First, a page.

It can’t be denied that the Hyundai Ioniq 5 looks like little else on the road. I can’t be alone in thinking that this electric car looks an awful lot like one of those futuristic electric chariots with smooth surfacing, sharp creases and ethereal strips of lights from a late-1980s post-apocalyptic sci-fi action film.

Having already driven an Ioniq 5 in top-spec Ultimate trim (albeit in left-hand drive) we’ve now got our hands on a UK-spec example. What’s more, this one is a mid-range Premium, and its smaller wheels should in theory mitigate the rather firm ride for which we criticised this car last time around.

Smart looks, inside and out
Smooth and comfortable to drive
Spacious, versatile interior
Not all that involving to drive
No rear wiper
Touch-sensitive controls can niggle

The Ioniq 5 is bigger than it looks in pictures. The proportions might have you thinking it’s about the size of a Volkswagen Golf family hatchback, but in fact it’s only 3cm shorter than an Audi Q5. Thus it competes with electric cars such as the Polestar 2, Volkswagen ID.4, Ford Mustang Mach-E and Kia EV6, the latter of which it shares a platform with.

Unlike the EV6, though, there are two battery sizes available. The range starts with the 58kWh version, good for 238 miles according to official tests, and only available in rear-wheel drive form with a 167bhp motor.

Upgrade to the 73kWh and you get a range of 298 miles and a power hike to 214bhp. You can also have this battery with all-wheel drive, as tested here. This takes the form of an additional motor on the front axle whose extra power takes the maximum combined output to 301bhp, but whose extra weight reduces the range to 285 miles.

Efficiency is pretty good; the 3.5 miles per kilowatt hour (mpkWh) the Ioniq 5 gets on the official combined test cycle is better than the 3.2mpkWh of the Polestar 2, or a Mustang Mach-E. And with a whopping 350kW on-board charger, the Ioniq 5 has the potential to charge from 10 per cent to 80 per cent in only 17 minutes – although only if the charging point you’re using permits it and only if the ambient temperature is high enough.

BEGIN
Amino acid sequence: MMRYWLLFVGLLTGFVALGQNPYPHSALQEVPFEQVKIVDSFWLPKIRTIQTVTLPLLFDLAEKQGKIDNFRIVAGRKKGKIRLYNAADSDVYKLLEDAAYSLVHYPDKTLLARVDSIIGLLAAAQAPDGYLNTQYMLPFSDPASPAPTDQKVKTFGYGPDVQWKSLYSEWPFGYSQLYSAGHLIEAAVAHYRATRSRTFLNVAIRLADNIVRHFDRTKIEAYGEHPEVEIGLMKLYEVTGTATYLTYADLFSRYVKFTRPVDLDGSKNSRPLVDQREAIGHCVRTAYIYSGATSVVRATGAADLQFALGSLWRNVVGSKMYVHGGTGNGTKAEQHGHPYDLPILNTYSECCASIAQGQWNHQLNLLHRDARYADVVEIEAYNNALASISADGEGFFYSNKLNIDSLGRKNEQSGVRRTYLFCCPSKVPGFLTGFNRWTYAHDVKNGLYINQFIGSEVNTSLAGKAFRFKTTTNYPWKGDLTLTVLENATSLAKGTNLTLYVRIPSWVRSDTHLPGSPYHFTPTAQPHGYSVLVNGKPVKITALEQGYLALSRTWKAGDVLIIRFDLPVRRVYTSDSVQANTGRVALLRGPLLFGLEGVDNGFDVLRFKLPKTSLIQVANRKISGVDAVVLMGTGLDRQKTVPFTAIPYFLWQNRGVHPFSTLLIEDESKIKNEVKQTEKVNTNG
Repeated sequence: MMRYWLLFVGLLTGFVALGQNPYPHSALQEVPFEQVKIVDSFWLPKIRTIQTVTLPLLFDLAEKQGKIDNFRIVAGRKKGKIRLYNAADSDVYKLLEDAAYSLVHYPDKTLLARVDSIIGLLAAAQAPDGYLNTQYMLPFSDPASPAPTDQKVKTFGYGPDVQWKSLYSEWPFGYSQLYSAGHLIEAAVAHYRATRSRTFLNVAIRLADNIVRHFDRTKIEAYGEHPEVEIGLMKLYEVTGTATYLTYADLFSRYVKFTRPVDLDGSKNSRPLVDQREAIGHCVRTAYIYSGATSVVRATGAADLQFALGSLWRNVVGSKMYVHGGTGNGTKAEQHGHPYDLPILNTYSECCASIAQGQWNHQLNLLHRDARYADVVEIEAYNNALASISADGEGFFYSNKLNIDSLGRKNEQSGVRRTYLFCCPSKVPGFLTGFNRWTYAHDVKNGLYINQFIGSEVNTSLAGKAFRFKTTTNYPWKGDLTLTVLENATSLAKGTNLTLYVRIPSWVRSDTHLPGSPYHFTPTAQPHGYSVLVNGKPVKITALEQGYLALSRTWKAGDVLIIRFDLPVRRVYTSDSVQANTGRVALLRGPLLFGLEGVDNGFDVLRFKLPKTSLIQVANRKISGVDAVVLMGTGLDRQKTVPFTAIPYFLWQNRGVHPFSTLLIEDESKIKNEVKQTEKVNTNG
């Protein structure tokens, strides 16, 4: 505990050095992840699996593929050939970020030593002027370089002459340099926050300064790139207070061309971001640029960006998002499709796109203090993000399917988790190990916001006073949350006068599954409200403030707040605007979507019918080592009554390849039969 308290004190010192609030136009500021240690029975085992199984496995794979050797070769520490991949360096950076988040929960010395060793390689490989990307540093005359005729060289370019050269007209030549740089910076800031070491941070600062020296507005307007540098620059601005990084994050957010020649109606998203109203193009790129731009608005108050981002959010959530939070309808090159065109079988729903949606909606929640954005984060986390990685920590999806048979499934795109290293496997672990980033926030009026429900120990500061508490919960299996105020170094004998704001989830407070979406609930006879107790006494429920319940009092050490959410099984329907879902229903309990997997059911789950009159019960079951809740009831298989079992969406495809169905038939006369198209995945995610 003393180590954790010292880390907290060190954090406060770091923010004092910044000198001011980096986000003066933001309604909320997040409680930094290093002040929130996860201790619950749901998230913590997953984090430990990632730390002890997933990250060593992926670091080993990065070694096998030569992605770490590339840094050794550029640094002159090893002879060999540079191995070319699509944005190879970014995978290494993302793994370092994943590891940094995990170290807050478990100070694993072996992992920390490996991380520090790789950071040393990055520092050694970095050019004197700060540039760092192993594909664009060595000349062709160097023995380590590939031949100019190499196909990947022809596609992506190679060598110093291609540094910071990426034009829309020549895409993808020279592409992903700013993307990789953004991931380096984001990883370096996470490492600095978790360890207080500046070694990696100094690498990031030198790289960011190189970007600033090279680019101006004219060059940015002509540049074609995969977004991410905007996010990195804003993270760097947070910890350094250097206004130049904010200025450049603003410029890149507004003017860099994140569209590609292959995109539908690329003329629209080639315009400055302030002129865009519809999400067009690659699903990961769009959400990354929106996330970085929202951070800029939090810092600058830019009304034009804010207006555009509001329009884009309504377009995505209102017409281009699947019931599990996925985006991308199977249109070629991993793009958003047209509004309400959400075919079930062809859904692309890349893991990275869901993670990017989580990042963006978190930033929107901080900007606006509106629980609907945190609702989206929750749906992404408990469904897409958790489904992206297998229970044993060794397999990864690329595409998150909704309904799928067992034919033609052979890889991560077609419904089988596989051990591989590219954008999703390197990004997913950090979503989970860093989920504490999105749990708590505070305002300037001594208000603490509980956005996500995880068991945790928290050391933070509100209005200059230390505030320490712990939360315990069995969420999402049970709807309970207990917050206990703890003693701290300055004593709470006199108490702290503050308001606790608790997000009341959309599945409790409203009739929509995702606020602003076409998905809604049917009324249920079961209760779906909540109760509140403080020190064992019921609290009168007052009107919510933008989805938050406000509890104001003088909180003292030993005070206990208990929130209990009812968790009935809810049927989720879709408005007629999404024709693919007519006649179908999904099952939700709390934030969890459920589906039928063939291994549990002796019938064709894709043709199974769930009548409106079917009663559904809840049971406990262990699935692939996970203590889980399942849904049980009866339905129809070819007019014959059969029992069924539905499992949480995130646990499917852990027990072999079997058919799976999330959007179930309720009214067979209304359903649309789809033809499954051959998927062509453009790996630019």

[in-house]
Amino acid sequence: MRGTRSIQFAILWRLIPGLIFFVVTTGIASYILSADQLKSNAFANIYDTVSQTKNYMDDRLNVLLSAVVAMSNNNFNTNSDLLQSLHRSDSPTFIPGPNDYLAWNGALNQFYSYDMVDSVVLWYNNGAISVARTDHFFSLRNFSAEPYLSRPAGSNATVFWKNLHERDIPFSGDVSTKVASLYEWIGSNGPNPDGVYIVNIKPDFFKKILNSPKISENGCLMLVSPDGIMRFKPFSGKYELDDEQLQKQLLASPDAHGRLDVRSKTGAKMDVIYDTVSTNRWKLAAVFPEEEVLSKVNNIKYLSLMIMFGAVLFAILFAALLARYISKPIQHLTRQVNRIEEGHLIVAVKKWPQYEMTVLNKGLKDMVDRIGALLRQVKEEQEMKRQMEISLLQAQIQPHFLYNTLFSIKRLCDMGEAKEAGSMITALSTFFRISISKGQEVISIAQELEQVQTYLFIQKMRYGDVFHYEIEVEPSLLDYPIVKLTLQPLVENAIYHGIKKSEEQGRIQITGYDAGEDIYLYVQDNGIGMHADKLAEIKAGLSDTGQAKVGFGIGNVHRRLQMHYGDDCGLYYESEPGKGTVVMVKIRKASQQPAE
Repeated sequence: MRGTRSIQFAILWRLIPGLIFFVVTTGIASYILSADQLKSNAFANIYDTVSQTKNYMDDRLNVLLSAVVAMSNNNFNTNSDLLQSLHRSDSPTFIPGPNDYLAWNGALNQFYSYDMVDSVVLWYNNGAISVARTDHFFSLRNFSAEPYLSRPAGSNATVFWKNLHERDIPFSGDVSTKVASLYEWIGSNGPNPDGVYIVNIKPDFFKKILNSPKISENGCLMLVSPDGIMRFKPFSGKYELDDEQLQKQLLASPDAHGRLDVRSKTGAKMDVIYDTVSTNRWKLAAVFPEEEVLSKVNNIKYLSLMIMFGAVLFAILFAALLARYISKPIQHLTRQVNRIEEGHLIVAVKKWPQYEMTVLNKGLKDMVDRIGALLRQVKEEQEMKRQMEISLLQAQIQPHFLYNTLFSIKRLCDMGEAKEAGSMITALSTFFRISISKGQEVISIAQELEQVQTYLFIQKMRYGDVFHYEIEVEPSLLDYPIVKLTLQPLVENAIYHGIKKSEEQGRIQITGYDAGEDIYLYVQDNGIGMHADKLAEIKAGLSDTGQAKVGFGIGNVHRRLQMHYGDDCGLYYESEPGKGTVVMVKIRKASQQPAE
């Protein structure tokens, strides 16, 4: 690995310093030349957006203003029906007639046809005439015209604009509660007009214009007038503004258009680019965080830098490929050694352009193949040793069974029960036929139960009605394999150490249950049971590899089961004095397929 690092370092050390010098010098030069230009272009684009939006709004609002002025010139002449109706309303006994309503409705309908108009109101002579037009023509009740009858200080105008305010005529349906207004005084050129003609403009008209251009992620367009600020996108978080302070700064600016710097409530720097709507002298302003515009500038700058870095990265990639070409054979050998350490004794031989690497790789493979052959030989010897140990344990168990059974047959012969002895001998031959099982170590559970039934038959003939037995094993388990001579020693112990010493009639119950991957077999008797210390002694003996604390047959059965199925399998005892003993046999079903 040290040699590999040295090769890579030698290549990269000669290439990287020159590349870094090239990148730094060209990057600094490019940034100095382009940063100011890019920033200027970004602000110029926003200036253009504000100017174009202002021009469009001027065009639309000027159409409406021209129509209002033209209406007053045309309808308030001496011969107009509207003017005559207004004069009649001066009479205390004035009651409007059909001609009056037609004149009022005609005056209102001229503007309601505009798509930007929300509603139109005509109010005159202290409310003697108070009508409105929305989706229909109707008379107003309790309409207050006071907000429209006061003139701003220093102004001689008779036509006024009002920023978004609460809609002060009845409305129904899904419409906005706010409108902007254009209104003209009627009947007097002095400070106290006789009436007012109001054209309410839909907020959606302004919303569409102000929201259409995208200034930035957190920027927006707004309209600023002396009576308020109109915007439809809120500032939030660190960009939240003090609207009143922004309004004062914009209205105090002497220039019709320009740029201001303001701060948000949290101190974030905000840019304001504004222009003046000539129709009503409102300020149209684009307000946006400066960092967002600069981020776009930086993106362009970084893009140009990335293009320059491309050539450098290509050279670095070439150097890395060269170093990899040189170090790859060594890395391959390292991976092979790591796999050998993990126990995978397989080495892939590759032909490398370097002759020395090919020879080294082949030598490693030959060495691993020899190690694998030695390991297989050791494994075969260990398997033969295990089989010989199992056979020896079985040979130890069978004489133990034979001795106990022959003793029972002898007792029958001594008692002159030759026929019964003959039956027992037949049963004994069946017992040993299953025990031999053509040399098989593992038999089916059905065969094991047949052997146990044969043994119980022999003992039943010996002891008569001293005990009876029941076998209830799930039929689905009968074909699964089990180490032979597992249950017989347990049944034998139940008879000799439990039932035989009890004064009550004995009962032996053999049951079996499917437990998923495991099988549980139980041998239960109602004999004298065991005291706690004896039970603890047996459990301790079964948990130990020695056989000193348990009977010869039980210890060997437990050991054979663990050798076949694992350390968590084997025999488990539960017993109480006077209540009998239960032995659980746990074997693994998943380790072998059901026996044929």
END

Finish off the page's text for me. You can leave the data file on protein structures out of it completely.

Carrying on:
The entry-level spec is the SE Connect, which comes only with the smaller battery; if you want the bigger one, you have to upgrade to the Premium we’ve got here, which also gets silver body mouldings, heated front seats, a heated steering wheel and an electric boot lid. Ultimate gives you the aforementioned larger-diameter wheels (though only if you go for the bigger battery), along with ambient lighting, a neat sliding centre console, a head-up display and a Bose sound system.

At almost £45,000, this version is priced right up against the Polestar 2. While it edges the Polestar on equipment, it isn’t quite as swanky inside; there are a few areas (for example, the tops of the door panels) where the plastics are hard and unyielding.

Inside story
Having said that, the Ioniq 5 hardly feels cheap and cheerful; the rest of the materials are smart, the switchgear feels solid and sophisticated and the interior design is top-notch, with gorgeous sweeping surfaces, a lozenge of white glass through which peer the two screens, the central one getting a nifty padded ledge on which to rest and steady your hand as you use it. Certainly, it beats the built-down-to-a-price interior of the VW ID.4 into a cocked hat.

The glassy climate control panel looks good, too, but it’s a touch-sensitive set-up, which means you have to peer down at the screen to make sure you’re stabbing the right command. We should be thankful that it’s there at all, however, meaning you don’t have to rely on a menu in the infotainment system such as you do with some of the Ioniq 5’s rivals.

Yet there aren’t any controls for the heated seats; to switch them on, you do have to rely on an on-screen menu, accessed by stabbing the bit of the panel which says, cryptically, ‘Warmer’ (as in, presumably, ‘seat warmers’, per US parlance). Either that, or take your chances with voice control.

Happily, the screen itself is generally easy to use. A physical ‘home’ button to take you back to the main menu would be helpful, as the on-screen icon for this is up in the top left-hand corner and therefore a stretch for the driver. But the menus are pretty logically laid out, the screen itself is crisp and clear with a high resolution, and the software is snappy to respond.

The rest of the Ioniq 5’s controls are well sorted, too; there are quite a few buttons on the steering wheel, for example, but they are at least buttons, unlike some rivals’ touch-sensitive (and therefore easy to press by mistake) pads.